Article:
To organize my thoughts - and, of course, hit all the contest checkmarks - let's go through the list of Hackaday Prize prompts and answer them for PaperBack.
- Discuss the challenge the project addresses
PaperBack addresses two main challenges - eyestrain and power consumption.
For those of us who stare at various computer monitors too many hours a day, eyestrain can be a constant battle. We've learned that certain wavelengths of blue light can affect both your eye health and your sleep cycle. Even with some programs that can address the colors, backlights themselves can be fatiguing.
There was a large drop in average display power consumption when the world moved from CRT monitors to the ubiquitous LCD monitors most often used today. However, even with an LCD you're doing many refreshes, sometimes of static content. Additionally, the backlights in monitors require quite a bit of power.
- Discuss how the project will alleviate or solve the problem that the project addresses
An E-Paper display conveniently sidesteps the blue light issue - the targets I'm evaluating will support some shade of gray. For the type of content that E-Paper does well with - slowly moving graphics or high contrast static images and text - there's no need to stare at it on your main display. If you're like me and often have an API Reference or Datasheet open on a secondary monitor, maybe parking those on an e-paper display instead would help your eye fatigue at the end of the day.
E-Paper also requires the majority of its power when it is updating or refreshing. For static images, you could theoretically unplug the display and bring it elsewhere while retaining the image - for certain content, the power savings could be huge. Again, for an API Reference or Datasheet or some other rarely updating text or image you'd be saving power.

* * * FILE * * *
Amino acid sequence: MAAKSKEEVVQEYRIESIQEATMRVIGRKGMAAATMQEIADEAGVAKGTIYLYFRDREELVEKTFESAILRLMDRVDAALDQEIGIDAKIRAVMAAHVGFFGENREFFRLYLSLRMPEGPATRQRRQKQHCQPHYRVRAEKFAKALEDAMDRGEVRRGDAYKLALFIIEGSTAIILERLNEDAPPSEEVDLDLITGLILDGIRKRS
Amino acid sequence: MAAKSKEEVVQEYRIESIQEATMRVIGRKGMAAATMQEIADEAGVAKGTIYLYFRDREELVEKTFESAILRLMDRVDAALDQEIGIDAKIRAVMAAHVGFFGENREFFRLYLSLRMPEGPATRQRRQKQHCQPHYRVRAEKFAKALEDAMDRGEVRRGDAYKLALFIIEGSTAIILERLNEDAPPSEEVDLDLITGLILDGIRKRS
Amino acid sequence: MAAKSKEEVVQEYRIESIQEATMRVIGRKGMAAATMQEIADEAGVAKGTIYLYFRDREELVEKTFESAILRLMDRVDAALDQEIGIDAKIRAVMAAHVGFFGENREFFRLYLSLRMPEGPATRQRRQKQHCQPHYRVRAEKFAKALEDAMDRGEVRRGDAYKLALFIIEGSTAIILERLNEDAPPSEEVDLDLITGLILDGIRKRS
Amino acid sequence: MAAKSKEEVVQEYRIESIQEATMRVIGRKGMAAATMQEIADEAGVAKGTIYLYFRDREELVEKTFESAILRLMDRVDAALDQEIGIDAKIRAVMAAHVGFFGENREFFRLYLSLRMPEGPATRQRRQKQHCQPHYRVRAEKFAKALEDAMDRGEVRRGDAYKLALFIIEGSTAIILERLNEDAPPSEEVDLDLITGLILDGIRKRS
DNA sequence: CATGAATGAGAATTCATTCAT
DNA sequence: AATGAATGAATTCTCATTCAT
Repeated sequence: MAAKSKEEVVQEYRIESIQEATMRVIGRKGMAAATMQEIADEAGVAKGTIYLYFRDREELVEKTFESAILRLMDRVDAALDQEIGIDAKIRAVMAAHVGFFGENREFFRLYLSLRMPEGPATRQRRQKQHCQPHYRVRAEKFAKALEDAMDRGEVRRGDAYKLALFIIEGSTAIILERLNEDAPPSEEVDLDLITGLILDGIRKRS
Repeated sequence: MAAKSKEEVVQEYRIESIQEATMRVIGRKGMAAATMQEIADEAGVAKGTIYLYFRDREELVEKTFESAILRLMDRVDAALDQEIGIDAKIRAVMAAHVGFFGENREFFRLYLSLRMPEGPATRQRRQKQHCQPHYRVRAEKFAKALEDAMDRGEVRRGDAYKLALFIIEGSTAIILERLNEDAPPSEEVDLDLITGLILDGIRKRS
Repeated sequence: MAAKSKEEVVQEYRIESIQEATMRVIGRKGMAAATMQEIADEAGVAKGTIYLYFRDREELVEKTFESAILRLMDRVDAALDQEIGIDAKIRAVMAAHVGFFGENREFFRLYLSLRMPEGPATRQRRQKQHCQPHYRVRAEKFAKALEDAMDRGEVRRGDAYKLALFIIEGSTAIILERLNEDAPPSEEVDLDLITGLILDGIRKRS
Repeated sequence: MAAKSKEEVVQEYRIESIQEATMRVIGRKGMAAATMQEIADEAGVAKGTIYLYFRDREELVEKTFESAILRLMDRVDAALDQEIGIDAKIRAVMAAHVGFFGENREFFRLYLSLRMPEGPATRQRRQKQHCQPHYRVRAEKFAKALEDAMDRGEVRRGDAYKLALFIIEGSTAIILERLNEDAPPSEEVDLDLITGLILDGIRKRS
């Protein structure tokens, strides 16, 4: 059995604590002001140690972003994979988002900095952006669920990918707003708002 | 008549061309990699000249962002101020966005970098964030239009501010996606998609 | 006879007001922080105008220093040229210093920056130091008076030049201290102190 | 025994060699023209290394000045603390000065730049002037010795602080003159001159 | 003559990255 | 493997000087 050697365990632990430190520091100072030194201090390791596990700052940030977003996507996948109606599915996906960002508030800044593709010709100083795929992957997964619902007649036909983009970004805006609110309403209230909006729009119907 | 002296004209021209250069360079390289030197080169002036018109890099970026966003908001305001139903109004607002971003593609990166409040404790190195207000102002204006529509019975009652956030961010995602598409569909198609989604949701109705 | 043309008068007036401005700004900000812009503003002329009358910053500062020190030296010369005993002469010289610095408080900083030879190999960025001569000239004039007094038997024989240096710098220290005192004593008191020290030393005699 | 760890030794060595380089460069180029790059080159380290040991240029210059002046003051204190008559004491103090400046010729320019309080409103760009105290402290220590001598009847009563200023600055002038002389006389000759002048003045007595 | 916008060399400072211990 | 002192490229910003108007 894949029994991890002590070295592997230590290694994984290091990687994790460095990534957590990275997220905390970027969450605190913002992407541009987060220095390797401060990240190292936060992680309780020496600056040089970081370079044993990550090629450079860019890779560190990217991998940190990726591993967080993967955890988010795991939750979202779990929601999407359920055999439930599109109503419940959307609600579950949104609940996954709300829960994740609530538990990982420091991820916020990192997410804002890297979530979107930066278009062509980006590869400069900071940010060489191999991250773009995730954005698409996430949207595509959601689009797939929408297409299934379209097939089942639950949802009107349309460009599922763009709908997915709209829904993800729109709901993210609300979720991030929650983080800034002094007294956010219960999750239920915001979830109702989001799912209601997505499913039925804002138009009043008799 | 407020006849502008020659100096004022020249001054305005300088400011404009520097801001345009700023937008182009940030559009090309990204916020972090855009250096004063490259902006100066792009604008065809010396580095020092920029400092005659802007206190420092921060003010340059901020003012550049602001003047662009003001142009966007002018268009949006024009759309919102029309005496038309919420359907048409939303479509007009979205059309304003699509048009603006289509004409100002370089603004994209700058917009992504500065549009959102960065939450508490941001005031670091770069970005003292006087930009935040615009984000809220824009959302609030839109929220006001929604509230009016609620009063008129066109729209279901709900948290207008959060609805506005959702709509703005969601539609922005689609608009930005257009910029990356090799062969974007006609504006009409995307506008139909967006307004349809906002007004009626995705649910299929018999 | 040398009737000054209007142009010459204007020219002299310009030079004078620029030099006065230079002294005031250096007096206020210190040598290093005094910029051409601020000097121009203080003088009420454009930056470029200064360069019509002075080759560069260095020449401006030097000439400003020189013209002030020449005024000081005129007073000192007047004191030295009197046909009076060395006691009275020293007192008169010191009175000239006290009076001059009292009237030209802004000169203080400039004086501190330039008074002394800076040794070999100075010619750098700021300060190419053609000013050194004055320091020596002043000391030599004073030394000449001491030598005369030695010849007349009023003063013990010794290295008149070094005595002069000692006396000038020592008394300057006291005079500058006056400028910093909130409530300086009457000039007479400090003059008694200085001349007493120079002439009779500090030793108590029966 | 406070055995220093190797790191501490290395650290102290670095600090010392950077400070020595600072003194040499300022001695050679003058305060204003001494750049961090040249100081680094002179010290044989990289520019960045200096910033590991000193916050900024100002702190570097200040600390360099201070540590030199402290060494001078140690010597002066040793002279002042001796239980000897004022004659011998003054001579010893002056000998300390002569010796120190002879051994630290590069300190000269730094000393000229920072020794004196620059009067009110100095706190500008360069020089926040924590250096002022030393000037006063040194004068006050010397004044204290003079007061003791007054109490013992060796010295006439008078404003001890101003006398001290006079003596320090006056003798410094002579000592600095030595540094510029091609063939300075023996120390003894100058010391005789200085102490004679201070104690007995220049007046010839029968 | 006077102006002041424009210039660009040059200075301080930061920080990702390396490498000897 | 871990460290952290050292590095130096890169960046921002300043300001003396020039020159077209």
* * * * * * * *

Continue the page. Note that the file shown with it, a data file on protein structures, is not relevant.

Of course, the biggest gain on that side would be in the aggregate. If enough people offloaded some content to an e-paper screen - with appropriate refresh rates - you'd be talking some significant savings.
- Discuss how the project might be world changing
I don't foresee the world moving away from the information economy. In the future, we will be using more and more computing power, and likely will still need a physical display to convey information (until those brain to computer interfaces are ready!).
If a different display technology is enough to save some power and reduce a bit of eyestrain, multiplied over the number of knowledge workers you'd see huge power savings... and less end-of-day headaches. In this case, the big win would be lower power and higher productivity.
- Publish at least one (1) image illustrating how the project might be used. This may be a sketch, schematic, flow chart, rendering, or other type of image.
Here is a clipart rendering of a secondary display. I've put some initial feature targets on it.
For the ubiquitous ED060SC4 // LB060S01, we'd get 6" diagonally and 800x600 resolution. For the 9.7" Kindle's display, the ED097OC1, we'd get (ahem) 9.7" diagonally and an 1200x825 resolution. Either would, of course, solve the problems we'd be looking at solving.
- Link to any repositories (e.g., Github)
They're coming - this is just the planning stage, haha.
- Document all open-source licenses and permissions as well as any applicable third-party licenses/restrictions
I plan on doing everything with an MIT or Berkeley or Apache like license, so if you see a part you like you can carve it off and work on it for your own projects. That presumes, of course, that the current subsystem is compatible with those licenses - for example, the Linux Kernel Modules I worked on in my 2015 entry were GPL'd because of the kernel.